Of course there would be a number of famous supporting cast members on board for the ride, all veritably bringing their respective characters to life irrespective of the length or brevity of their on-screen contributions. The first IMF team consisted of the likes of Charlie Sheen’s brother Emilio Estevez (probably the last big movie that he featured in), little-known Lithuanian actress Ingeborga Dapkunaite (Seven Years in Tibet), The English Patient’s Kristin Scott Thomas, and French actress Emmanuelle Beart (Manon des Sources) as various operatives, all under the control of Jon Voight’s handler, Jim Phelps. In classic Mission: Impossible TV series style, this established the key components of any team: the operation handler (Voight’s Phelps), the point man (Cruise’s Ethan Hunt), the electronics expert (Estevez), and the seductive femme fatale (Beart). With Jim Phelps’s seeming demise during the first act, it then falls upon Cruise’s Ethan Hunt to establish himself as a new team leader, and recruit a new team, which include disavowed members Luther Stickell (Pulp Fiction’s Ving Rhames) as a new hacking expert and Franz Krieger (Leon’s Jean Reno) as supporting operative and resource handler.
“It was inevitable. No more cold war. No more secrets you keep from yourself. Answer to no one but yourself. Then, you wake up one morning and find out the President is running the country without your permission. The son of a bitch, how dare he. Then you realise, it's over. You are an obsolete piece of hardware, not worth upgrading, you got a lousy marriage, and 62 grand a year.”
Those who have seen the movie will know just how important Jon Voight’s role was, and just how controversial it was for both fans and cast members from the old TV series, who were all surprised with the fate of his particularly beloved series character, Jim Phelps. A veteran actor with everything from Deliverance to Midnight Cowboy, Mission: Impossible was the start of something of a comeback for him, and he feels perfectly cast, whether playing the father-figure mentor, or the cynical veteran IMF agent who is troubled by the direction in which the agency has gone in ever since the end of the Cold War. Emmanuelle Beart, whilst not wholly convincing as Phelps’s wife, is perfectly cast as the femme fatale, both of the team, and of the film in general – her dubious part to play largely based on duplicity and seduction, so much so that, even after end of the film, you are left wondering where her loyalties truly lay. The newcomers, who get far more screen-time than the old team members, are Rhames and Reno, both familiar with playing fairly tough on-screen characters, although Rhames would be cast against-type as the more computer-obsessed Stickell, whilst Reno gets to do what he does best as the most threatening, unpredictable member of the group. Indeed this was a point in Reno’s career where, after the success of Nikita, and the development of his character there into a full-feature persona for Leon, he had graduated to Hollywood supporting parts, all of which appeared to stem from the same mould; after Mission: Impossible he would play a tough, no-nonsense mercenary in Godzilla, as well as a similar resource handler in Ronin, opposite De Niro. Indeed this is one of several movies which all have a comparably threatening line from Reno’s character in them: Nikita – “We complete the operation or I burn your face off!”; Leon – “You do that again and I break your head!”; and here on Mission: Impossible – “You try any sleight of hand with my money and I’ll slit your throat!”.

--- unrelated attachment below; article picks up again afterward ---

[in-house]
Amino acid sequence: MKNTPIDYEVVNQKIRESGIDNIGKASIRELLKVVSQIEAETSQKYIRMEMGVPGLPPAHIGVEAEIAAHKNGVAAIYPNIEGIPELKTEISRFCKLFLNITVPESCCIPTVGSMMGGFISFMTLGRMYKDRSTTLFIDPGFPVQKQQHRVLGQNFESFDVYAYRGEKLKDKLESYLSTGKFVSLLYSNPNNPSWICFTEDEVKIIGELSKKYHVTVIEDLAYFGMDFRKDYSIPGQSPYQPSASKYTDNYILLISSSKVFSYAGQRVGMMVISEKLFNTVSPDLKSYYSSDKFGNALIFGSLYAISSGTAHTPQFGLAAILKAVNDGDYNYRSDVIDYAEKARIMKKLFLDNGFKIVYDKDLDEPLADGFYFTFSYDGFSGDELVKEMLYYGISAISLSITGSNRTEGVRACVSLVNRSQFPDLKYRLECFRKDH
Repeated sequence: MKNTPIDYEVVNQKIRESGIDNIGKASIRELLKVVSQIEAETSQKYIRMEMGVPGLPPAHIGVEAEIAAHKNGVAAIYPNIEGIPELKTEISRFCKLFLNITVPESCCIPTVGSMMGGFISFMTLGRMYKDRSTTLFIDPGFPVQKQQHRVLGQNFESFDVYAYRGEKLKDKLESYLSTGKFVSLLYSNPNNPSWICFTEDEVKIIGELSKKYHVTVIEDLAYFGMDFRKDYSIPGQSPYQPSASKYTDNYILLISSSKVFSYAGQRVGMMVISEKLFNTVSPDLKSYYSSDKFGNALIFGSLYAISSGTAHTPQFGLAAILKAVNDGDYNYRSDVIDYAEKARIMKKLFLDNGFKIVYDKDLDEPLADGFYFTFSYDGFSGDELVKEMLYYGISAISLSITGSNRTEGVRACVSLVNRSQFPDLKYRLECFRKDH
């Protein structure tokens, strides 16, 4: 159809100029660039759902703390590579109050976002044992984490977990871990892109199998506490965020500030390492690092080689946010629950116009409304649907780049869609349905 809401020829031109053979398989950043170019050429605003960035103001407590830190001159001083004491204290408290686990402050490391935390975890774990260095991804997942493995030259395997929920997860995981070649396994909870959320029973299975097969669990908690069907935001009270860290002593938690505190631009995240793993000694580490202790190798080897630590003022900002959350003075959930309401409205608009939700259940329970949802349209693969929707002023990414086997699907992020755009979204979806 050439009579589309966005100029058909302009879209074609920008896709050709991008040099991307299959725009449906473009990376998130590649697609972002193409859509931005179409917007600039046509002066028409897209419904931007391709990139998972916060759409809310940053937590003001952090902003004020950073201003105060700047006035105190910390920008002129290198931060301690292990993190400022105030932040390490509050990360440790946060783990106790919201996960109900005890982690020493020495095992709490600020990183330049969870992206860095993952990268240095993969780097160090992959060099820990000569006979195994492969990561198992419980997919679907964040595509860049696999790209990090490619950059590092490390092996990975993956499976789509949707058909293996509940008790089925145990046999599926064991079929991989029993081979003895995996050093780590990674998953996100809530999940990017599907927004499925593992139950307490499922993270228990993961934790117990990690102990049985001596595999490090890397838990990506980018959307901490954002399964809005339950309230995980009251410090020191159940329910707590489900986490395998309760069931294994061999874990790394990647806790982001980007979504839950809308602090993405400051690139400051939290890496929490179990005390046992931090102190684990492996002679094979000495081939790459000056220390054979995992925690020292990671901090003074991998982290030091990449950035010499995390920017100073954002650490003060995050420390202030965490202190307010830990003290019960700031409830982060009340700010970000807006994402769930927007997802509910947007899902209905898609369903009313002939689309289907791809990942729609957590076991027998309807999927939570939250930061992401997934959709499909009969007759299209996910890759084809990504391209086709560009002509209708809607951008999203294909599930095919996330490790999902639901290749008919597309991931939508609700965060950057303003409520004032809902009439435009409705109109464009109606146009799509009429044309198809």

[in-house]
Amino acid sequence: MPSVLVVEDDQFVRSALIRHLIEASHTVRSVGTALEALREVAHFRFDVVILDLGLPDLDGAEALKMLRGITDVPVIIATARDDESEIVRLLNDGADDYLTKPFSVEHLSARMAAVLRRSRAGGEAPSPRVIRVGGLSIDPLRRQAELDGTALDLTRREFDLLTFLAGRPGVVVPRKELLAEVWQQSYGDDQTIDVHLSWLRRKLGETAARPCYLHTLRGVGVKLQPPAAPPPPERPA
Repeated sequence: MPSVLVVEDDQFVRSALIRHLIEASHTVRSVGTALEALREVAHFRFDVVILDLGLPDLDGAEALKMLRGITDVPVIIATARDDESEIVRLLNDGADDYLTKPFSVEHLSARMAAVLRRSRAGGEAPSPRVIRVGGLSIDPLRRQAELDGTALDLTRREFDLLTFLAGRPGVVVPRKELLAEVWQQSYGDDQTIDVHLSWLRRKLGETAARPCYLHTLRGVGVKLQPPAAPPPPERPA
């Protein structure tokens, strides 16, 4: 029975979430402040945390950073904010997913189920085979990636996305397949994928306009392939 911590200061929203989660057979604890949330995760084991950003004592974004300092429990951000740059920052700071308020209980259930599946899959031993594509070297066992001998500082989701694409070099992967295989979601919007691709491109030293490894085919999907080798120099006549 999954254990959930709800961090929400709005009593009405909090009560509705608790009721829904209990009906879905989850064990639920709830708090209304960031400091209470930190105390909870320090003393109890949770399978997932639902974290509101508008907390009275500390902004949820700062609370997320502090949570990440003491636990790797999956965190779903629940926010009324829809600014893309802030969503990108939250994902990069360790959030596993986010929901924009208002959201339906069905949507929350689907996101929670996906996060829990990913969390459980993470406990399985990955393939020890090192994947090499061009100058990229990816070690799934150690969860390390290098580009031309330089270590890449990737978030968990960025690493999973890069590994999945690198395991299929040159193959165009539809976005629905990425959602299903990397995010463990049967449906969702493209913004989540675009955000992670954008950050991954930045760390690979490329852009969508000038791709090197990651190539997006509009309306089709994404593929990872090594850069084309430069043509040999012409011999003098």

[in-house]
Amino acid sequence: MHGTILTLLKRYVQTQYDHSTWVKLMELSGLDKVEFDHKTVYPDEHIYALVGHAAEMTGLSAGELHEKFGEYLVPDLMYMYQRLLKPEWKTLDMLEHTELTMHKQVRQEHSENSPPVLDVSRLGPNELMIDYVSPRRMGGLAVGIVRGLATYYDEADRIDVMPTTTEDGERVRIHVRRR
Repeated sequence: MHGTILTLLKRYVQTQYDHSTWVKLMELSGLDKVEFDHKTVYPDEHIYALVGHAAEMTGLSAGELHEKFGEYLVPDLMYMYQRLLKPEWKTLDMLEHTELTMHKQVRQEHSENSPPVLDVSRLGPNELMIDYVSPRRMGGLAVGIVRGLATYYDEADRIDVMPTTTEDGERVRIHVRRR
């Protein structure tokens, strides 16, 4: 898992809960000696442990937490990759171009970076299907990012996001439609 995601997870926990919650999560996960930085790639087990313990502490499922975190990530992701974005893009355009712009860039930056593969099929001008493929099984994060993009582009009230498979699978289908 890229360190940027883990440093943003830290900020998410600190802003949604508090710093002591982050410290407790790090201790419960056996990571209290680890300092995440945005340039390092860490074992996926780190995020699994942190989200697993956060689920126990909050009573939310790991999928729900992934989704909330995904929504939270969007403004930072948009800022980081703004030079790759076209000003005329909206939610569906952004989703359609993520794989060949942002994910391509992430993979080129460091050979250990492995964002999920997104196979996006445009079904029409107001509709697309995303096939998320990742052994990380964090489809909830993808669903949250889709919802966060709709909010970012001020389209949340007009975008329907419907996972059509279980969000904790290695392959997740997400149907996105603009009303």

Other bit parts would go to the likes of Henry Czerny (Clear and Present Danger) as the suspicious CIA director out to apprehend Hunt and Vanessa Redgrave (Atonement, Julia) as a crime boss who Hunt has to track down. Redgrave, whose refined voice is simply the epitome of mellifluous, was apparently the ‘kind of person’ that Cruise and De Palma wanted to mould their crime boss character on, and they eventually decided to approach Redgrave herself to play the against-type role, which she readily accepted. She certainly makes for a refreshingly different arms dealer.
Indeed, without Cruise, not only the cast, but the budget and the subsequent stunts would likely have been nowhere near as big and spectacular; Cruise not only suggesting the ideas for, but doing the majority of the stunts himself (they filmed the first act fish-tank explosion with a stunt double, only to find that it was not very authentic, so Cruise lobbied to do the dangerous stunt himself, to much better effect), as well as also securing the permission required for some of the most daring film-work, including personally brokering the deals to both get the budget extended by Paramount, to allow for grander set-pieces (and to afford its unusual Prague setting), and also secure the relevant permissions required to film the huge finale atop the high speed TGV train. Although some of the train stunts would need to be done using green screens, even these would involve high tech machinery that Cruise himself had to source, obtaining the use of a massive skydiver-training wind machine to create the right wind velocity for the sequence (hence why his face looks so authentically distorted during this scene, with genuine 140mph wind blasted at him).